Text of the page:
My TU Days And Kathmandu Garbage


Rameshwar Baral 

My Kathmandu days as a TU examinee during the early 60’s are still afloat with nostalgic reminiscences. I was an intermediate level TU student at Biratnagar Morang College. At the two-year end, the students took qualifying test of the college, and then packed off themselves for Kathmandu to sit for the final examination. All college students outside Kathmandu required doing so. 

Those were the days indeed when TU although working under its glory banners was at a creeping stage. As such, its study courses and programmes were in sync with Patna University, which exclusively permitted either Hindi or English medium for the examinees. 

Exam Centres

Patna University itself gave the results in the Aryavarta daily that was for TU too. It was so until 1961. TU took up the result businesses afterwards when the study courses were of Patna yet. Kathmandu continued as the exams centre for a couple of years more. 

My first visit to Kathmandu was in 1962 for IA exams centre at Trichandra College. Likewise the second visit was in 1964 for BA at Durbar High School. Kathmandu then was a twenty-four hours virtual detour along the Bihar trains en route to Jogbani-Raxaul and get back to the native soil of Birgunj. 

A bus or truck rode next along the Tribhuvan Rajpath, aka By Road, known for its end to end hilly twists and turns, which severally put us sick, and the foods we’d in, all thrown out too. The saga literally did not finish off here. The stay in Kathmandu onwards had all the more traumas. 

On the first visit, four of us colleagues decided to stay in a room at the backyards of Bir Hospital (Bhosiko Tole). Initially we thanked ourselves for being in the holy zone of Bhosiko Tole where the sea-deep litterateur Moti Ram Bhatta was born but for whom adikavi Bhanu Bhakta Acharya seldom shine.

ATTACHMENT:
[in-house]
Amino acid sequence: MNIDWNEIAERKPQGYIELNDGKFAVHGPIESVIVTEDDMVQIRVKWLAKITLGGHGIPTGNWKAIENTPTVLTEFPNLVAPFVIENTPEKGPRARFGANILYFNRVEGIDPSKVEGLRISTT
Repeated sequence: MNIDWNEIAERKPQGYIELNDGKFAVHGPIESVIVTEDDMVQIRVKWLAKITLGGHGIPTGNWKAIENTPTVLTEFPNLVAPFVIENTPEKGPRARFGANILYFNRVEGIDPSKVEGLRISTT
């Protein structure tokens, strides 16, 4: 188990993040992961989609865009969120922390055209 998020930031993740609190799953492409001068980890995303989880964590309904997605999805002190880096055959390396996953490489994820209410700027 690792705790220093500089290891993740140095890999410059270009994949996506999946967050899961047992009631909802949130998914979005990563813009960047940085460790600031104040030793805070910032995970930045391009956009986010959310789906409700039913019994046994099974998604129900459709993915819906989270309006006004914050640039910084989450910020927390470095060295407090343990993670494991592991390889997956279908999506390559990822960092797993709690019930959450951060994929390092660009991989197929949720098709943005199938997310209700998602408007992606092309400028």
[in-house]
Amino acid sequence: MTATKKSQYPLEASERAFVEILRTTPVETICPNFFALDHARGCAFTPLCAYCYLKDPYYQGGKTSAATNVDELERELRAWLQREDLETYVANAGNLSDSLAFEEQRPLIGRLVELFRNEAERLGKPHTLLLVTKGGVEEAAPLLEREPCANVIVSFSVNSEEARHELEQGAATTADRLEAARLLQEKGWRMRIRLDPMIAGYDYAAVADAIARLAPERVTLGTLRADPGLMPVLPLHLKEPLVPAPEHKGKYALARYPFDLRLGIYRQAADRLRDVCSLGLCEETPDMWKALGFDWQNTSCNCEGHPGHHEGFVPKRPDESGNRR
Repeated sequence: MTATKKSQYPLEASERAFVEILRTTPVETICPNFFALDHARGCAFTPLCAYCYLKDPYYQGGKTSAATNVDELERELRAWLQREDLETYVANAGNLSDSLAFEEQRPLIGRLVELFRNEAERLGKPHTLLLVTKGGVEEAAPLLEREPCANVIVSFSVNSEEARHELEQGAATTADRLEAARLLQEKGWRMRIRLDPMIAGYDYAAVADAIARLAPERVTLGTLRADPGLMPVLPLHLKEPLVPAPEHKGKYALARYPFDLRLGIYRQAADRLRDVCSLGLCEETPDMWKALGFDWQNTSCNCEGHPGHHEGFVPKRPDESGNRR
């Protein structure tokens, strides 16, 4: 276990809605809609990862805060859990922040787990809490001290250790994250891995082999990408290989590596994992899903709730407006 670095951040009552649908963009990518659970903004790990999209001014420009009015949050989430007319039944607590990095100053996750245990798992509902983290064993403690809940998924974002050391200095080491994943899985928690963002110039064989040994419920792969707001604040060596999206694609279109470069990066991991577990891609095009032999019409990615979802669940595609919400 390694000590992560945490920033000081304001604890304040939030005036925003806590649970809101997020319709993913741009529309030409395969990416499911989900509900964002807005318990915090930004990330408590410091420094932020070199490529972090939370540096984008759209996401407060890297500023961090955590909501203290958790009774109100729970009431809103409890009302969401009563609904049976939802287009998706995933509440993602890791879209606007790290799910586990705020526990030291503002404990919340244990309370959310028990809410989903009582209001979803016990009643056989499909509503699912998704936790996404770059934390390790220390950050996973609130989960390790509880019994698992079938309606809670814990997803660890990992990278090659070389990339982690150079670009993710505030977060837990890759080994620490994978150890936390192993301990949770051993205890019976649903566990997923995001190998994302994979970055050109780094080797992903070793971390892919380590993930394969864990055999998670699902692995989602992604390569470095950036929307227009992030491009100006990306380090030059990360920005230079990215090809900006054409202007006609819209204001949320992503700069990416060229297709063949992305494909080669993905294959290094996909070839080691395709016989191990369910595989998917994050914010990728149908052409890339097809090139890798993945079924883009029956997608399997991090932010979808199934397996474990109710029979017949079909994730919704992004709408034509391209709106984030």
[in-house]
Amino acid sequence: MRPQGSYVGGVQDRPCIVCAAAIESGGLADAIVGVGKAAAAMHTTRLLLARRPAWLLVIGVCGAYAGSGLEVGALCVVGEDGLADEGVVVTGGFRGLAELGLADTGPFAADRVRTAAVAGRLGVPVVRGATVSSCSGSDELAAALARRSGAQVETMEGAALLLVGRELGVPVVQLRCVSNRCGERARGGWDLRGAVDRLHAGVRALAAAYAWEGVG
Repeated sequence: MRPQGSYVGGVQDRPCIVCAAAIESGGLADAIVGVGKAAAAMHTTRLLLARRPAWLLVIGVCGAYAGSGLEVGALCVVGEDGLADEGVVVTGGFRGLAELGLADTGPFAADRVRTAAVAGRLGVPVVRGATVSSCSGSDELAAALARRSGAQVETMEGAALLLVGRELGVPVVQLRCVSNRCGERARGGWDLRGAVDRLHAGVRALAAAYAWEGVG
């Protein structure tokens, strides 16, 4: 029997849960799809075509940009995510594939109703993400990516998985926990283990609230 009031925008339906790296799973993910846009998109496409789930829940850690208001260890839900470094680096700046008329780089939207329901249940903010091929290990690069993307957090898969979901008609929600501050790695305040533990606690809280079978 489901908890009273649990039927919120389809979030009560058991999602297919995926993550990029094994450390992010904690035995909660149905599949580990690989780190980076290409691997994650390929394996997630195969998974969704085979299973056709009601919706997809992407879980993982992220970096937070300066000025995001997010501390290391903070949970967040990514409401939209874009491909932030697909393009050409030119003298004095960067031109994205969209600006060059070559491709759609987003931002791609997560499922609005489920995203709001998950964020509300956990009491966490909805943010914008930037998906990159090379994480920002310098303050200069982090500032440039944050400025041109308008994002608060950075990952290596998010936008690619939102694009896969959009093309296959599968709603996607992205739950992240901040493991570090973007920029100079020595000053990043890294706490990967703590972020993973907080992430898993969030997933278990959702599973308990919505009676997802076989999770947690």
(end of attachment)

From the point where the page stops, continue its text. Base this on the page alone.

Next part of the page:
That very minute, we unequivocally understood: nothing else but the dumped garbage under the reckless window was the evil spirit against my sweating and fever.

The room under our landlady was on the second floor. Soon we cleaned the room and put up our books and kits. By this moment we’d had too much with travel exertions so we wanted a break. It was dusk, and we’d an urge for toilet. The landlady directed us, ‘ground floor, beneath two-ladder falls!’ ‘Ground floor, beneath two-… ,’ it chilled our spines. Evidently we won’t get down there over midnight nature calls.

 What we did then was pee in a pot and pour out it on the street below. One dark evening we did so not on the street but over a passerby. The poor victim as if used to just blurt out, “Chwa Kha?” We’re but poor at Newari, and for fear that he could be hostile and violent, turned off the room light, and covered our faces false asleep under the blanket. 

On the second visit, I chose a room flanked by the Shiva temple in Makhan. West of it is the yet standing temple. East of the room had a window beneath which had the hill of littered garbage for years. The filth was horrendous, 24-7 stinking over the remains dumped after kitchen and cooking uses. 

One night I had a terrifying dream of the Panchayat regime. Its armed forces as evil 

spirits in the dream had unnerved and turned me into sweating as I woke up. I shared it with the friend who felt the pulses and knew me feverish too. 

Now, fever and sweating during the frigid December nights was no good sign of health. So in the morning, as the friend advised, I visited Bir Hospital for chest x-ray to clear up if I did have TB indeed. By god’s grace, I didn’t have nothing as such to worry about which otherwise could pack me back to Biratnagar for complete rest and medication against my BA dreams all shattered. 

Dumped Garbage

That very minute, we unequivocally understood: nothing else but the dumped garbage under the reckless window was the evil spirit against my sweating and fever. 

We spared no time then, skipped the advance room rent, quitted the room and put ourselves beside another window, which was a little far but harmless for sure. Then we gloried over the saying: Wealth lost, nothing lost; health lost, everything lost. 

Almost 15 years later, a German Project dipped its clean hands in the Kathmandu valley garbage. The Project was truly a mentor, educator and scavenger with lessons on cleanliness and hygiene to the Kathmandu folks.

(The writer is a retired lecturer of English at Shankardev Campus. His first article appeared on TRN 55 years ago under the headline, 'Credit To Farmers')

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